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Start date: Mar 1, 2008, End date: Feb 28, 2011 PROJECT  FINISHED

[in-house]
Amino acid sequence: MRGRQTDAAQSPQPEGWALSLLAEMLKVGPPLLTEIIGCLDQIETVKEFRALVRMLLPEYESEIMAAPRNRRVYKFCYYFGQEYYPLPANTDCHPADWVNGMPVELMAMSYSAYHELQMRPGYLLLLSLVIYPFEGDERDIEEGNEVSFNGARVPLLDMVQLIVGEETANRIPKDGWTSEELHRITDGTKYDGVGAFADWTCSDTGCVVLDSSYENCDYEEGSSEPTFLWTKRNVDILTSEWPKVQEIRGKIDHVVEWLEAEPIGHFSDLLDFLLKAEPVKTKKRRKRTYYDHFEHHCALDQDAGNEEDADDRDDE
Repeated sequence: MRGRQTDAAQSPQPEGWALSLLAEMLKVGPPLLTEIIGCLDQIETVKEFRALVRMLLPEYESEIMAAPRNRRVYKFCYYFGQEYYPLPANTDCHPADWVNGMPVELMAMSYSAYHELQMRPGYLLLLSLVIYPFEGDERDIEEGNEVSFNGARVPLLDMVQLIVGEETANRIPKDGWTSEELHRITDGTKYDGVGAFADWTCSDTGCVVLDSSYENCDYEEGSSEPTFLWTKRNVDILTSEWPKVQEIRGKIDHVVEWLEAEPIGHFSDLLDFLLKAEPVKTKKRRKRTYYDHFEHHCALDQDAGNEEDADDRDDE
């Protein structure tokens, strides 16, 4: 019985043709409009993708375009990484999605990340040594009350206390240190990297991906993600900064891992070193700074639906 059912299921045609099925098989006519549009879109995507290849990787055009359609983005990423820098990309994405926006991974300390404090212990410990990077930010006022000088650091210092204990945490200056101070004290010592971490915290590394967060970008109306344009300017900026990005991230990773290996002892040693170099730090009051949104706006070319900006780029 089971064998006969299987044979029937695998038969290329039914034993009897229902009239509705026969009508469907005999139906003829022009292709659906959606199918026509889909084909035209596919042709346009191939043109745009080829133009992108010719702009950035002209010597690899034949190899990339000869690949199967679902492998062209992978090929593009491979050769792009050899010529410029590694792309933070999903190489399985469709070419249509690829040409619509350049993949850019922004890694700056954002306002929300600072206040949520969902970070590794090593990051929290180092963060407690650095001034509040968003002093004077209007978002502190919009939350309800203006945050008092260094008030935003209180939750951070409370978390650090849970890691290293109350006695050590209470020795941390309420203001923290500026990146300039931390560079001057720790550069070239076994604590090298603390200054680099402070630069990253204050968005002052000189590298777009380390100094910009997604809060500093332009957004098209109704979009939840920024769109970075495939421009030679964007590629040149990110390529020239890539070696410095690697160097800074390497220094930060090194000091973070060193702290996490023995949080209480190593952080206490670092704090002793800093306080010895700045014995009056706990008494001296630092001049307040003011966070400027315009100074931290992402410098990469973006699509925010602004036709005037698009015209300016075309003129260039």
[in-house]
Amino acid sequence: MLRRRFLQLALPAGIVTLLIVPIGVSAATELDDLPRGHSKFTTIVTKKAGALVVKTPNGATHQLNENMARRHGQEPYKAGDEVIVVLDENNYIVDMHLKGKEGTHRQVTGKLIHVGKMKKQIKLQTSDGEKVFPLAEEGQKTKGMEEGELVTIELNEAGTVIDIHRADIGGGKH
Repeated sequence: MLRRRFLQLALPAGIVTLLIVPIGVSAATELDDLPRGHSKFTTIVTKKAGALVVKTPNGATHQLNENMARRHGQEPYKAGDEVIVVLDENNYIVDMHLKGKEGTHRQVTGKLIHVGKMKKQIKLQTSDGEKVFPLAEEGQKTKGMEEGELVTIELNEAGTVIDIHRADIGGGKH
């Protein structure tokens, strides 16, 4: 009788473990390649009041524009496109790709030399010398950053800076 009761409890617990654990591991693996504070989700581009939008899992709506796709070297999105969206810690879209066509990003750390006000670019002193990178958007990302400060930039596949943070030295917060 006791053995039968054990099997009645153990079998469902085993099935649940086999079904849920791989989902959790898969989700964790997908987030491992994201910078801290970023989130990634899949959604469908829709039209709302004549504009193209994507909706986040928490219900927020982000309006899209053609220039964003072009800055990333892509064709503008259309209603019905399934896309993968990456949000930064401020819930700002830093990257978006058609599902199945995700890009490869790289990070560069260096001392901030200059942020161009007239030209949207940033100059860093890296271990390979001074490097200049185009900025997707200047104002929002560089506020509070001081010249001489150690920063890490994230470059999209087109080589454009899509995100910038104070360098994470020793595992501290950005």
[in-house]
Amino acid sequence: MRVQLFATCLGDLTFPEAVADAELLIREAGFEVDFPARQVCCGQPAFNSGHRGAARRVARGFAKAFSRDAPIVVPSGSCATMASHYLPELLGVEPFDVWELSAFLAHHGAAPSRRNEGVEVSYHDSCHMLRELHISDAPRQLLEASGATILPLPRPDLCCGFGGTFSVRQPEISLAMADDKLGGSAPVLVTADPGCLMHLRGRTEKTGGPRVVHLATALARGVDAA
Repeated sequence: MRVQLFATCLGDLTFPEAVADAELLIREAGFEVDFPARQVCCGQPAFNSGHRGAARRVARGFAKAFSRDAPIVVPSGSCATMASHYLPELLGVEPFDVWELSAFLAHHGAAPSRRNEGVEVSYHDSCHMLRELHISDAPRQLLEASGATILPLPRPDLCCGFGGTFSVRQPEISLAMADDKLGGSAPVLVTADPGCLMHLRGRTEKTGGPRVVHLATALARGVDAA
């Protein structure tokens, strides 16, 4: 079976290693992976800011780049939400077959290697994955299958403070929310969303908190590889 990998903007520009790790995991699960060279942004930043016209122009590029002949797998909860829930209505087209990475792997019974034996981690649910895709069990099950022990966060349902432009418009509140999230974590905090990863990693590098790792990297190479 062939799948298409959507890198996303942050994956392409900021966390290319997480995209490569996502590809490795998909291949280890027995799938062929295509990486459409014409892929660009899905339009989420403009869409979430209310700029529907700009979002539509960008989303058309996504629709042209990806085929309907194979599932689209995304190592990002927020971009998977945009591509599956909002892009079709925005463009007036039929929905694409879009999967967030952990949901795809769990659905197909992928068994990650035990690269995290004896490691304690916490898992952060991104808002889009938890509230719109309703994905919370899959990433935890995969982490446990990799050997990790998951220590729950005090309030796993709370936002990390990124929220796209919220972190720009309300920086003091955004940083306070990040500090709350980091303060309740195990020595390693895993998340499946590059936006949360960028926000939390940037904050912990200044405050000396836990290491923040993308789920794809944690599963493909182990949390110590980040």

"Tendon transfer surgeries, performed in a wide variety of patients (e.g. cerebral palsy) are aimed at improving gait or upper extremity function. However, results of these surgical interventions are not fully predictable and do not always meet the expectations. Force transmission via connective tissues at the muscle belly surface (i.e. epimuscular myofascial force transmission), as recently discovered by Huijing and Maas, is expected to play a major role here. Previous research has focused predominantly on optimizing acute effects of transfer surgery, but knowledge about the adaptive processes taking place after surgery that co-determine success of the intervention, is lacking. Therefore, the objective of this project is to assess the biomechanical and neuromuscular response to tendon transpositions determining the long-term result of the surgery. In addition, the effects of adhesion barrier application are studied as a first step aimed to prevent scar tissue formation. The central hypothesis is that relocating the tendon as well as part of its muscle belly leads to adaptation of muscle and connective tissues, as well as to adjustments of muscle activity patterns. Following m. brachialis (BR) tendon transfer in rat, in vivo muscle function will be investigated (Aim 1); adaptation of intra- and extramuscular connective tissues will be quantified and effects of such adaptations on force transmission from the target muscle will be measured (Aim 2); effects of an adhesion barrier on the formation of connective tissue at the dissected muscle belly surface and on the functional outcome will be assessed (Aim 3),. This will be the first systematic study of tendon transfer addressing the postoperative adaptive processes over a wide range of organization levels. Knowledge obtained will ultimately lead to improved surgical practice in tendon transpositions and other surgical interventions, to recommendations for therapy after the transfer and to better clinical outcomes."
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